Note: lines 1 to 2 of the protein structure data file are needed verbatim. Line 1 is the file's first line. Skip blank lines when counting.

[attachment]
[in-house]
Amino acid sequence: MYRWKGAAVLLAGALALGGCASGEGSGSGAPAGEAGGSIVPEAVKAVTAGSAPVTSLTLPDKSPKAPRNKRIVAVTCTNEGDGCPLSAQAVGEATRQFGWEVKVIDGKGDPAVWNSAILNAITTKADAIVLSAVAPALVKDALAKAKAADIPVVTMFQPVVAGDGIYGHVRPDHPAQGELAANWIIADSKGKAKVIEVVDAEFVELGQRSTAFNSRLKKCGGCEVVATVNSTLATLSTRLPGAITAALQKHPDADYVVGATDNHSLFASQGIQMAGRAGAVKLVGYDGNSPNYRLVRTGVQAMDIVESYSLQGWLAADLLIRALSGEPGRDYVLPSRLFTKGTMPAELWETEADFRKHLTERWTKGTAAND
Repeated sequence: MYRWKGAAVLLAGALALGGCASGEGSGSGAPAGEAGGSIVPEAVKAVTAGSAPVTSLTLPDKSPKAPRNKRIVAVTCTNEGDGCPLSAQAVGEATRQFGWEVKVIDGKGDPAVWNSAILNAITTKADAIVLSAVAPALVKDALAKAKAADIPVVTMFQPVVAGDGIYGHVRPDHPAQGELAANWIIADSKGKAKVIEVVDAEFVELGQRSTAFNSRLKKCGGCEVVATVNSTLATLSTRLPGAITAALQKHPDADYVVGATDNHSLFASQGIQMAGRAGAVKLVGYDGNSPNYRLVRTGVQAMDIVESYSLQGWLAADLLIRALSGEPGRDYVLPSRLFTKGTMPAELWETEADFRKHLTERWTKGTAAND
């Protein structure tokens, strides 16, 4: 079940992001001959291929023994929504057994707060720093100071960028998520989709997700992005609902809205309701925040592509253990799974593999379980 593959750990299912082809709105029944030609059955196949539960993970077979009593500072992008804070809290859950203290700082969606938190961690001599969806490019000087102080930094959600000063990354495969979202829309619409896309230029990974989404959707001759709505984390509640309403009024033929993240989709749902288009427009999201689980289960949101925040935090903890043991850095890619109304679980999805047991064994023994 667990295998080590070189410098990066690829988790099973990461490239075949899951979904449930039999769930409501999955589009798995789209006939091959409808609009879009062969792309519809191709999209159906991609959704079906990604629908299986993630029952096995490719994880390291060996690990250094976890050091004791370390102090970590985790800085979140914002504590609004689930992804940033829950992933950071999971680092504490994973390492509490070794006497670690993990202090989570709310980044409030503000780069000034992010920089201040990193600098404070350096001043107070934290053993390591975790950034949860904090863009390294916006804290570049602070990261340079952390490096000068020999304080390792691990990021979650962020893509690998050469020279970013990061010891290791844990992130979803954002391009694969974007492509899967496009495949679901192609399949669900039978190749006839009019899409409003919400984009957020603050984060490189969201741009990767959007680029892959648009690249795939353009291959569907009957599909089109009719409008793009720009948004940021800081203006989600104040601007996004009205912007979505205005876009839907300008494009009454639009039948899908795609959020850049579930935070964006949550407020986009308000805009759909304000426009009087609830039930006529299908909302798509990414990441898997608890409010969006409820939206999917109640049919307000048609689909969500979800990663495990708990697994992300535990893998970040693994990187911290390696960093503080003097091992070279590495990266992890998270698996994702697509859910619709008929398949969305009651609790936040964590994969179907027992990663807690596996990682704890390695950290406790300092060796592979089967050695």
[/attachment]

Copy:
[in-house]
Amino acid sequence: MYRWKGAAVLLAGALALGGCASGEGSGSGAPAGEAGGSIVPEAVKAVTAGSAPVTSLTLPDKSPKAPRNKRIVAVTCTNEGDGCPLSAQAVGEATRQFGWEVKVIDGKGDPAVWNSAILNAITTKADAIVLSAVAPALVKDALAKAKAADIPVVTMFQPVVAGDGIYGHVRPDHPAQGELAANWIIADSKGKAKVIEVVDAEFVELGQRSTAFNSRLKKCGGCEVVATVNSTLATLSTRLPGAITAALQKHPDADYVVGATDNHSLFASQGIQMAGRAGAVKLVGYDGNSPNYRLVRTGVQAMDIVESYSLQGWLAADLLIRALSGEPGRDYVLPSRLFTKGTMPAELWETEADFRKHLTERWTKGTAAND